Back in 2010, Apple’s iconic co-founder Steve Jobs was not entirely enthralled with the enterprise. [...] Back in those days, IT kept tight control over the enterprise, issuing equipment like BlackBerries and ThinkPads (and you could have any color you wanted — as long as it was black). Jobs, who passed away in 2011, didn’t live long enough to see the “Bring Your Own Device” (BYOD) and “Consumerization of IT,” two trends that were just hovering on the corporate horizon at the time of his death.
That movement has helped fuel Apple’s enterprise evolution. Over time, Apple has partnered with enterprise stalwarts like IBM, SAP and Cisco. It has provided tools for IT to better manage those i-devices, and Macs, too, and it has built the enterprise into a substantial business (to the extent that we can tell).
If Apple wants to counter the narrative surrounding iOS 11 and see these adoption rates pick up again, I think they'll have to demonstrate – not merely promise – that their next software update will have practical, tangible benefits on the everyday usage of an iOS device.
Given Omaha’s reputation as a center for back-office operations as well as data center facilities, the Apple announcement perked up some ears in local economic development circles last week.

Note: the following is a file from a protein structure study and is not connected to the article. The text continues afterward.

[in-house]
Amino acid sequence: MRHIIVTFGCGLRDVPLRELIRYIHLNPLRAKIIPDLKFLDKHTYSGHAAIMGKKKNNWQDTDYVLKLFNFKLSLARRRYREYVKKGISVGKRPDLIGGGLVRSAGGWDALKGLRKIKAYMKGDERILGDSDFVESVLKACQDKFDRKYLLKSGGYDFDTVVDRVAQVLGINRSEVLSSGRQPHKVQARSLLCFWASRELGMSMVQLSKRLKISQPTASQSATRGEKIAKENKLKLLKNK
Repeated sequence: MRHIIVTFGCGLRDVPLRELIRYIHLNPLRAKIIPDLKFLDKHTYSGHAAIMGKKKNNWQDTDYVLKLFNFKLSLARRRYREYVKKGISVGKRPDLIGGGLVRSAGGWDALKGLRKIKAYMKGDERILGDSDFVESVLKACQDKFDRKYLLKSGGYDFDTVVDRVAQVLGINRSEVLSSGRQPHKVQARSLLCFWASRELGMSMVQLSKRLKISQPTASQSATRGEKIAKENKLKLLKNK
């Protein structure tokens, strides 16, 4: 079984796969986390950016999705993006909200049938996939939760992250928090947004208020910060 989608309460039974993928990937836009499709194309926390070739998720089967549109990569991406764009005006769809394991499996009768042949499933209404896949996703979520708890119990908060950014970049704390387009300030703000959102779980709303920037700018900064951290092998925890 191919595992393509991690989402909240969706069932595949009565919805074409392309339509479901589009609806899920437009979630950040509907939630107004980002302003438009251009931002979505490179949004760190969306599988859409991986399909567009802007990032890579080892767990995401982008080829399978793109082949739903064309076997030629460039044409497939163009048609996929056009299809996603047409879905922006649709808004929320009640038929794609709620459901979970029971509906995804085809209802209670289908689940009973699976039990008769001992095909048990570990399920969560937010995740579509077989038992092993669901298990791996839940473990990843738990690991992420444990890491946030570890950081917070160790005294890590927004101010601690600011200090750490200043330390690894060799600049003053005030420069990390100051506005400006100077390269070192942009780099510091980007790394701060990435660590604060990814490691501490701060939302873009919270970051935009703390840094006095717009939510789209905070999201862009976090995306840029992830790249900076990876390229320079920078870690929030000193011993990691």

Greater Omaha Chamber of Commerce Chief Executive David Brown said his organization’s economic development staff is already responding to site selectors’ requests for two data center proposals, but no one knows yet which companies are behind the requests, as those companies haven’t been disclosed.
The app recently made our end-of-year best iOS app list for its impressive granular aperture and bokeh adjustment tools, but version 1.2 builds on the existing feature set by adding the ability to apply real lens optical effects to depth images.
I'm at the stage in the Sudoku book where the puzzles are transiting from 'Demanding' to 'Beware! Very Challenging'.
I've turned off the footer in the Kindle app. This is the part of the user interface where it tells me how far I've progressed through the book via two different numbers: a percentage (23%), and a pair of numbers (Page 190 of 867). I don't want to know when I am reading too slow, because I'm enjoying too much to go fast.
(The book is 4 3 2 1 by Paul Auster, if you must know.)
Thanks for reading.